Legible version of How have Phillips Curves Shifted in the 15 Countries Which Were in The European Union in 1997 ?

First note strong evidence that the rate of wage inflation is mean reverting. This is a pooled regression with data from the Old EU 15 from 1960 through 2015. Indicator variables for countries are included but the coefficients aren’t reported. dw is the percent rate of wage inflation. ddw is the change of dw. The coefficient of ddw on lagged wage inflation is negative. Since wage inflation is not stationary, inference based on the conventional t-statistic is misleading, but it is very hard to defend excluding lagged wage inflation from regressions.

table1

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In all pooled regressions of the 15 countries, country indicators are included, but the coefficients aren’t reported.
Table 2 shows a simple wage Phillips curve regression in which an equal slope for all countries is imposed. ur is the unemployment rate.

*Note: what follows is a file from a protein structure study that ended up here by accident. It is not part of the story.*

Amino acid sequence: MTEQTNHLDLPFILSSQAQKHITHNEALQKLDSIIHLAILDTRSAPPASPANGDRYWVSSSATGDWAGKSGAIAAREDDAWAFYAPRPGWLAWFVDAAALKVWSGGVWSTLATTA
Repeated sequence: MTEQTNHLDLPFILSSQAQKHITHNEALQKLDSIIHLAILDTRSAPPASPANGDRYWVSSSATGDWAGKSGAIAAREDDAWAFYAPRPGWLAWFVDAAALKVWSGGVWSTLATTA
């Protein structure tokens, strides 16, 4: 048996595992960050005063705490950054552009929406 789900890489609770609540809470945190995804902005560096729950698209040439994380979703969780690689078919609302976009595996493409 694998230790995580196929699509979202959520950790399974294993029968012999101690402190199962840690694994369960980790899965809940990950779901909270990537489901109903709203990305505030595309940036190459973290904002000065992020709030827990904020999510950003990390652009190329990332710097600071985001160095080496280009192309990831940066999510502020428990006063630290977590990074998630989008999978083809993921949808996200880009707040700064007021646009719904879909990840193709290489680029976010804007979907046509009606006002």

table2

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Table 3 adds EcoFin’s estimate of the non wage inflatin accelerting rate of unemployment (nawru). It provides almost exactly zero evidence that the estimated NAWRU is useful when forecasting the acceleration of the rate of wage inflation.

table3

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Another way to present this is to regress the change of the rate of wage inflation on lagged wage inflation, the NAWRU and the difference between the unemployment rate and the NAWRU (ur_cyc_nawru). If the ewstimated nawru is the rate of unemployment corresponding to non accelerating wage inflation, its coefficient should be zero.

table4

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Results are fairly similar if lagged productivity growth in percent (lp00) and lagged personal consumption deflator inflation in percent (infpce) are included in the regression. When these variables are included, there is statistically signficant evidence that the EcoFin estimates of the NAWRU are of some use, but also very strong evidence that their estimate of cyclical unemployment is not correct.

table6

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table78

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table910

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